MANILA, Philippines - Manila's daytime truck ban will hurt not just local businesses, but may also affect foreign investments in the country.
Federation of Philippine Industries chairman Jesus Arranza said the group is asking the City of Manila to lift the daytime truck ban, since it will cripple manufacturing and commercial operations.
"It will cripple business and the economy particularly considering the strategic location of the City of Manila relative to the Port of Manila as well as the manufacturing and commercial operations," Arranza said in FPI's letter to the Manila city government dated February 19.
Under Manila's ordinance, eight-wheel trucks with a gross weight of above 4,500 kilograms will only be allowed on city streets from 9 p.m. to 5 a.m. every day except on Saturdays and Sundays, with a window period of five hours, from 10 a.m. to 3 p.m. The truck ban took effect on Monday (February 24).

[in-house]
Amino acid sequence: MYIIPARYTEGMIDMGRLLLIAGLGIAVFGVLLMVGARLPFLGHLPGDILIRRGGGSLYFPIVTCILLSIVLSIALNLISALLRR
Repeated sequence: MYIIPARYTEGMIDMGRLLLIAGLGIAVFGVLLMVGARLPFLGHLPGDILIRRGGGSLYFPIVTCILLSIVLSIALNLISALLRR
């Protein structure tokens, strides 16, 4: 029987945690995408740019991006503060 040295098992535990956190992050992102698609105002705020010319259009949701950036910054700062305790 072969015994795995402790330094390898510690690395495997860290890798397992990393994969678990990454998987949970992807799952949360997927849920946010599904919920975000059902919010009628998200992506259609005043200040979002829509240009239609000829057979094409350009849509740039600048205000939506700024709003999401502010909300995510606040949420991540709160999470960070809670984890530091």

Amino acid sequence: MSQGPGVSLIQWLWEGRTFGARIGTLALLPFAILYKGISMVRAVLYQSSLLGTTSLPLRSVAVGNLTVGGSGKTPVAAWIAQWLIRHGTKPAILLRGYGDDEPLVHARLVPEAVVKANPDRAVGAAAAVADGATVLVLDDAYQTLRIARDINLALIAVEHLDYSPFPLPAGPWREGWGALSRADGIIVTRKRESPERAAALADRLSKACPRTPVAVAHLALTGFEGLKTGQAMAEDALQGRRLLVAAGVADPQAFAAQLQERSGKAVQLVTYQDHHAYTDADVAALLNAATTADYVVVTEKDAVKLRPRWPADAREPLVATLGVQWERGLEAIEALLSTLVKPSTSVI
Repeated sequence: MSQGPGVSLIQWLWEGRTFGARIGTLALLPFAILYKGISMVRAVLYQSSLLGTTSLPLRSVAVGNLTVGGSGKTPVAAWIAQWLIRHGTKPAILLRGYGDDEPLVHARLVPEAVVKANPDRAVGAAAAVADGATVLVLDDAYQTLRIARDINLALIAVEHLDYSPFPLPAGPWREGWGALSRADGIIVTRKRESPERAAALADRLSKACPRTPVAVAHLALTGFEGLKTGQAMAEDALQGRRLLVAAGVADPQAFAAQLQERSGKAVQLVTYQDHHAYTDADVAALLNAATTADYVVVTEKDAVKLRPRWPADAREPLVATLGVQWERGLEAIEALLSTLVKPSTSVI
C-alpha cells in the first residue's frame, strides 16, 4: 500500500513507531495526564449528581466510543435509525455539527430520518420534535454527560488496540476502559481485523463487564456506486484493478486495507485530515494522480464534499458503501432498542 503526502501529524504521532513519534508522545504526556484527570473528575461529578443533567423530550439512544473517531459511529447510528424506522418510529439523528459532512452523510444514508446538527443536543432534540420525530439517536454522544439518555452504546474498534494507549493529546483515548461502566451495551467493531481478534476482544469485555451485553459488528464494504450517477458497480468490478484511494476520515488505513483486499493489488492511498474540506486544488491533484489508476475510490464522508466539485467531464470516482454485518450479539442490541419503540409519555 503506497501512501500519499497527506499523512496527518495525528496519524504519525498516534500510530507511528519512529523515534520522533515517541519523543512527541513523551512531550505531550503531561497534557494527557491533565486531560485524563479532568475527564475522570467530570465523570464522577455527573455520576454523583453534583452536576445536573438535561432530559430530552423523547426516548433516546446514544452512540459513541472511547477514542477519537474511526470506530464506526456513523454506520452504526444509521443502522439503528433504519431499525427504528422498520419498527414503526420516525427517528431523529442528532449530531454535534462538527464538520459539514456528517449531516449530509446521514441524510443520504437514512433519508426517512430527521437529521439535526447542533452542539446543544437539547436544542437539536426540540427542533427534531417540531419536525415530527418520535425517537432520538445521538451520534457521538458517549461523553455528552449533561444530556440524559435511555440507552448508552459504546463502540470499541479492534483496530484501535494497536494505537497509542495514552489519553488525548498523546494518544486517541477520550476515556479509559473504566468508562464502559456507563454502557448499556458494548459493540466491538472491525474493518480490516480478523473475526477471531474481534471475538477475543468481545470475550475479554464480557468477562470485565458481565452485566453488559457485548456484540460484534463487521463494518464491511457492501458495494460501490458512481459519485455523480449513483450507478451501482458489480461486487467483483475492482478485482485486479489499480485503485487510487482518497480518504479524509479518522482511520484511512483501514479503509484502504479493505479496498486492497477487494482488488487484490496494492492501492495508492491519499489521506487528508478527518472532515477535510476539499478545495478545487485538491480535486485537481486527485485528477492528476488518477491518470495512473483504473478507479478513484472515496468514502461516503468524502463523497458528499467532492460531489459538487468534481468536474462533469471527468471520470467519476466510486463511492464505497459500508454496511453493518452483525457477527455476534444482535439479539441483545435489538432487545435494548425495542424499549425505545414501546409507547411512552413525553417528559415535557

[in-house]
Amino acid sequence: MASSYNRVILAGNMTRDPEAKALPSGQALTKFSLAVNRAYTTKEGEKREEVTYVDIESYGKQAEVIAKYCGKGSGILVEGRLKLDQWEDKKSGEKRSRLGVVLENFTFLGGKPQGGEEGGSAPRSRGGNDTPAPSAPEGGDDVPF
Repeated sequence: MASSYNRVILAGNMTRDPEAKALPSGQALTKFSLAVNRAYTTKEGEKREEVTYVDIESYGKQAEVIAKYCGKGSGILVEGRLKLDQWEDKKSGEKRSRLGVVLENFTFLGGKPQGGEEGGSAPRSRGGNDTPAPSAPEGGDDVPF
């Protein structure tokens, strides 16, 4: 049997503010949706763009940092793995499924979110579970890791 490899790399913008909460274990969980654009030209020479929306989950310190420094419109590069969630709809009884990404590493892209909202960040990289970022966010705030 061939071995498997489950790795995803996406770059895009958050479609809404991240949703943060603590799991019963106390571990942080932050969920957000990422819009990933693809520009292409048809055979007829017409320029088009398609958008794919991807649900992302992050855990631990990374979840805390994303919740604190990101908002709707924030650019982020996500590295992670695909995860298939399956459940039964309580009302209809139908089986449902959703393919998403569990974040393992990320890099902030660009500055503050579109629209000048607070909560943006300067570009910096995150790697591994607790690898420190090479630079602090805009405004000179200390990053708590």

Arranza said night deliveries would mean additional costs and more risks, such as robberies and hijacking.
"Night delivery will entail added costs, as various businesses that usually operate only during daytime will now be constrained to operate in the evening to prepare and receive deliveries. This will certainly affect the competitiveness of the local manufacturing industries that are struggling just to survive during these trying times. Moreover, night deliveries also come with increased cases of theft, pilferage, and hijacking as experience has shown," Arranza said.
Meanwhile, the Japanese Chamber of Commerce in the Philippines warns the truck ban could prompt potential foreign investors to downgrade plants and investments in the Philippines in favor of other countries.
Nobuo Fujii, vice president and executive director of JCCIP, said businesses are very "annoyed" at truck ban. He noted this has affected production, which will affect jobs "gradually".
However, Manila Mayor Joseph Estrada is standing firm on the truck ban, saying any losses should be blamed on the Philippine Ports Authority. - With report from Coco Alcuaz, ANC